As explains Valerie Wallace Sahel, a hairdresser at well-known black hair salon Hype Coiffure, “The media has a big part to play in women wanting straight hair and weaves. You don’t see that many black role models with natural textured hair in magazines or on T.V.” And she’s right. The media portrayal of black women shows nearly all of them to be straight, or wavy haired. Think Beyoncé, Michelle Obama, Oprah Winfrey, Tyra Banks, Thandie Newton, Jordan Dunn, even Jessica Ennis. None of these women sport their hair in its natural state. It is pressed, synthetic hair sewed and glued tightly onto the roots in a “weave”, bombarded with chemicals and treatments, and wider society follows suit. When Tyra did decide to go “natural” on her T.V talk show in 2009, it was so significant that it became a news event. As noted in a recent article by the New Statesman, even the commonly used words used to describe black hair are negative; both in the media and beyond. “My hair is routinely described in pejoratives,” writes Emma Dabiri, “Frizzy. Coarse. A problem to be managed.”
But although it may have begun with slavery and been emphasised by a media dominated by white standards of beauty, it seems that this element of racism has been internalised. There is plenty of evidence of black women giving each other a hard time about their hair textures, and lauding “good hair”. Student Anna Lisa-Ghazal, who has soft ringlets rather than a curlier texture, explains how “my fellow mixed race friends always say ‘You’re so lucky, you got the ‘good’, or nice, mixed race hair!’”
In Chris Rock’s questionable 2009 ‘Good Hair’ documentary, he gave a summation of the reasons why some black women choose to chemically straighten their hair. Explaining to a white scientist he states, “Black people; black women; some men – put sodium hydroxide in their hair to straighten it out.” “Why would they do that?” asks the scientist. “To look white,” replies Chris Rock.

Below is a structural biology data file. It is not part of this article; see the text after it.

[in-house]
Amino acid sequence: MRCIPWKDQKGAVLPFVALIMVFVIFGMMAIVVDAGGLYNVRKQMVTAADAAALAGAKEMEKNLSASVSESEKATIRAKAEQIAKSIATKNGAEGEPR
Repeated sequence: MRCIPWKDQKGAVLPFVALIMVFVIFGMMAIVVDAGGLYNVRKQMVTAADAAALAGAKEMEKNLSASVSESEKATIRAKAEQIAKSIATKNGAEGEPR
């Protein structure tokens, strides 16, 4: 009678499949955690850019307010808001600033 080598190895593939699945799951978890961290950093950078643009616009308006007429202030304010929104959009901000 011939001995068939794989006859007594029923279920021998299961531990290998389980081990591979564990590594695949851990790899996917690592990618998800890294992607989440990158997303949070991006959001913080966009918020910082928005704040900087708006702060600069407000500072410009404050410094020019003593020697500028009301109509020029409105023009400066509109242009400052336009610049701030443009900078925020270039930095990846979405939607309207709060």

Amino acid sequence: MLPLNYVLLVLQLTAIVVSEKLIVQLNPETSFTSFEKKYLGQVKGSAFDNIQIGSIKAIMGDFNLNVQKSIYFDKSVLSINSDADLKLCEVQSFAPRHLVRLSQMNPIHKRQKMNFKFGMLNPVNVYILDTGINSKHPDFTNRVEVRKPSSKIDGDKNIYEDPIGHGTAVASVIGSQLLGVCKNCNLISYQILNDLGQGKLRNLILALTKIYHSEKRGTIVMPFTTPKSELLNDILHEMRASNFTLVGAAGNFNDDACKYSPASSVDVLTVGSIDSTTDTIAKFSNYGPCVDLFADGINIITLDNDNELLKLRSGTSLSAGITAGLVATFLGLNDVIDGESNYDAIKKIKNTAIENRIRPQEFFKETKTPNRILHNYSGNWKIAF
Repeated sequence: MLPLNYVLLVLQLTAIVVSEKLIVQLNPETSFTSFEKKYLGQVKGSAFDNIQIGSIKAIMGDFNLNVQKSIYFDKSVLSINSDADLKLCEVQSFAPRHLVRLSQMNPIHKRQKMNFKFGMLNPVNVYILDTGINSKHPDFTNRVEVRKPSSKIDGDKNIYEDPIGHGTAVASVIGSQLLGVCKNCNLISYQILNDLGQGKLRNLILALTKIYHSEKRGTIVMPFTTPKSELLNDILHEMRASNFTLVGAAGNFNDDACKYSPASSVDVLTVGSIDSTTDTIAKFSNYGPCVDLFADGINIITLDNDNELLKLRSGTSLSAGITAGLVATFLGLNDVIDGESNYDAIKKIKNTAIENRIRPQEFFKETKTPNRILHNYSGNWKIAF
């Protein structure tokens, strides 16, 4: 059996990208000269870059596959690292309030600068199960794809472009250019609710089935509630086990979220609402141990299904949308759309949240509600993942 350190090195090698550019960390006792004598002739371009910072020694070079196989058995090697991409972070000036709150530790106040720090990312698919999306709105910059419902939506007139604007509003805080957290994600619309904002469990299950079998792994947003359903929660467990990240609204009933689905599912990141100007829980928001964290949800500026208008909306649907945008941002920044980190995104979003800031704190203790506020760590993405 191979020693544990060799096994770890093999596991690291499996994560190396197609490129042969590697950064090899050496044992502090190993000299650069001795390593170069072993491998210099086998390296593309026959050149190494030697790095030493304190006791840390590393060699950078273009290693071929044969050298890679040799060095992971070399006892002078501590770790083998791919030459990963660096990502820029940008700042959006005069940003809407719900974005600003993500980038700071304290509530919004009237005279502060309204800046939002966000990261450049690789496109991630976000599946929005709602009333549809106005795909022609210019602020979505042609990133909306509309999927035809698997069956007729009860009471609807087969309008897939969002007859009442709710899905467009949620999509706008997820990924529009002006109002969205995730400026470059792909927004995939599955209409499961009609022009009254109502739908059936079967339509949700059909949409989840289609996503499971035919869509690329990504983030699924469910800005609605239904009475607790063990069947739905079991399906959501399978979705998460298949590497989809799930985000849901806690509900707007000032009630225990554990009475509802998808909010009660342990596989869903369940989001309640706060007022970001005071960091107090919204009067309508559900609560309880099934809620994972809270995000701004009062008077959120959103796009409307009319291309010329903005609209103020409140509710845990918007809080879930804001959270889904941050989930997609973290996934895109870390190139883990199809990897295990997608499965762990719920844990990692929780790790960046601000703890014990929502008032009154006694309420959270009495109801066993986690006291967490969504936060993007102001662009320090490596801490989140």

This explanation may seem crude, but speaking to Zimbabwean student Paida Muyambi, she candidly reveals that the reason why she straightens her hair is to look whiter.
“European, sleek, straight style hair is always portrayed as glamorous,” she says, and this sentiment of glamour is echoed by Debbie who also states that straight hair “is considered glamorous and pretty.” Despite this, there are many reasons why Rock’s overview of the reasons why black women decide to straighten their hair can be seen as simplistic.
Although it appears there is no denying that the essential reason why women started to press, weave and chemically straighten their hair is because of colonialism and racism, in some communities the current reasons behind women wearing their hair straight, or donning a weave or a wig, have transmuted into something more complex.
“I don’t think that they actually consciously want to look like they’re white,” says Debbie. “When I was wearing weaves it didn’t even cross my mind that ‘oh, this is a similar texture to white people’s hair’. I wasn’t thinking that at all. I was just thinking I don’t have very nice hair and I want to have nice hair.”